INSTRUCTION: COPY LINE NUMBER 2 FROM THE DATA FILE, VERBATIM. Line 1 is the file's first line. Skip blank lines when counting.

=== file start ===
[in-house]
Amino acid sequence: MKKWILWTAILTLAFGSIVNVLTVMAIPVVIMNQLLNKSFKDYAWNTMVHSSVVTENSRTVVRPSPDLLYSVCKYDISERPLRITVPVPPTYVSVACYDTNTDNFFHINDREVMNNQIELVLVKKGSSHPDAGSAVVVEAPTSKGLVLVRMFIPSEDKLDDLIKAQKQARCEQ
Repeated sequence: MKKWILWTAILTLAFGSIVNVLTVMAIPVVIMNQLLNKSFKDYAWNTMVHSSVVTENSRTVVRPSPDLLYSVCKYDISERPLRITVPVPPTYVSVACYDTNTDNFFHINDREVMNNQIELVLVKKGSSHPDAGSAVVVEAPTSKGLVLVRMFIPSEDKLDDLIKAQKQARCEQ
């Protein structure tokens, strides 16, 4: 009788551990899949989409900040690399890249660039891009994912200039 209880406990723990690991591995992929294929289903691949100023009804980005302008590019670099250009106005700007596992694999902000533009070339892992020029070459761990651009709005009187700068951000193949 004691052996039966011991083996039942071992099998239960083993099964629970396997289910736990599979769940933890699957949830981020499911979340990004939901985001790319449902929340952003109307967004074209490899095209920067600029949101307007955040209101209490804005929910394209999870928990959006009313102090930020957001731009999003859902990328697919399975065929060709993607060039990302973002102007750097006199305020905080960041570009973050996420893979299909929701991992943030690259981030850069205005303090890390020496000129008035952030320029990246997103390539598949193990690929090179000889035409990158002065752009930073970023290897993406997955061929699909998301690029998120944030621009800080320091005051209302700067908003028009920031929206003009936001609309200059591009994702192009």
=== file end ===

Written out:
Amino acid sequence: MKKWILWTAILTLAFGSIVNVLTVMAIPVVIMNQLLNKSFKDYAWNTMVHSSVVTENSRTVVRPSPDLLYSVCKYDISERPLRITVPVPPTYVSVACYDTNTDNFFHINDREVMNNQIELVLVKKGSSHPDAGSAVVVEAPTSKGLVLVRMFIPSEDKLDDLIKAQKQARCEQ